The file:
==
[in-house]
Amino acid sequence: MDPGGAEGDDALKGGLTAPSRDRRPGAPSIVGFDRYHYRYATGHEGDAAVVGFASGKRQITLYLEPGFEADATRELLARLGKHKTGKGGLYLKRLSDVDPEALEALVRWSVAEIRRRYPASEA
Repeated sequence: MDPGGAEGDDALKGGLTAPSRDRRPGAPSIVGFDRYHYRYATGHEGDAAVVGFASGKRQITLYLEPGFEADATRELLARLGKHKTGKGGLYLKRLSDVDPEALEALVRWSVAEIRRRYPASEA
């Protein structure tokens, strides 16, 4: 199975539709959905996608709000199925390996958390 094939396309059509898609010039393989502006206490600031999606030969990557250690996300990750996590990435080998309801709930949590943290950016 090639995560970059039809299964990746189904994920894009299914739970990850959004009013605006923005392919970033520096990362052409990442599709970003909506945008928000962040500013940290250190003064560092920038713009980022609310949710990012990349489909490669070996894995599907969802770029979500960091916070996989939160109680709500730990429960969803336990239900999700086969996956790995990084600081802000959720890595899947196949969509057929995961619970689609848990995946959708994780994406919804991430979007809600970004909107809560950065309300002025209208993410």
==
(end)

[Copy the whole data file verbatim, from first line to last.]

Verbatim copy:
[in-house]
Amino acid sequence: MDPGGAEGDDALKGGLTAPSRDRRPGAPSIVGFDRYHYRYATGHEGDAAVVGFASGKRQITLYLEPGFEADATRELLARLGKHKTGKGGLYLKRLSDVDPEALEALVRWSVAEIRRRYPASEA
Repeated sequence: MDPGGAEGDDALKGGLTAPSRDRRPGAPSIVGFDRYHYRYATGHEGDAAVVGFASGKRQITLYLEPGFEADATRELLARLGKHKTGKGGLYLKRLSDVDPEALEALVRWSVAEIRRRYPASEA
């Protein structure tokens, strides 16, 4: 199975539709959905996608709000199925390996958390 094939396309059509898609010039393989502006206490600031999606030969990557250690996300990750996590990435080998309801709930949590943290950016 090639995560970059039809299964990746189904994920894009299914739970990850959004009013605006923005392919970033520096990362052409990442599709970003909506945008928000962040500013940290250190003064560092920038713009980022609310949710990012990349489909490669070996894995599907969802770029979500960091916070996989939160109680709500730990429960969803336990239900999700086969996956790995990084600081802000959720890595899947196949969509057929995961619970689609848990995946959708994780994406919804991430979007809600970004909107809560950065309300002025209208993410």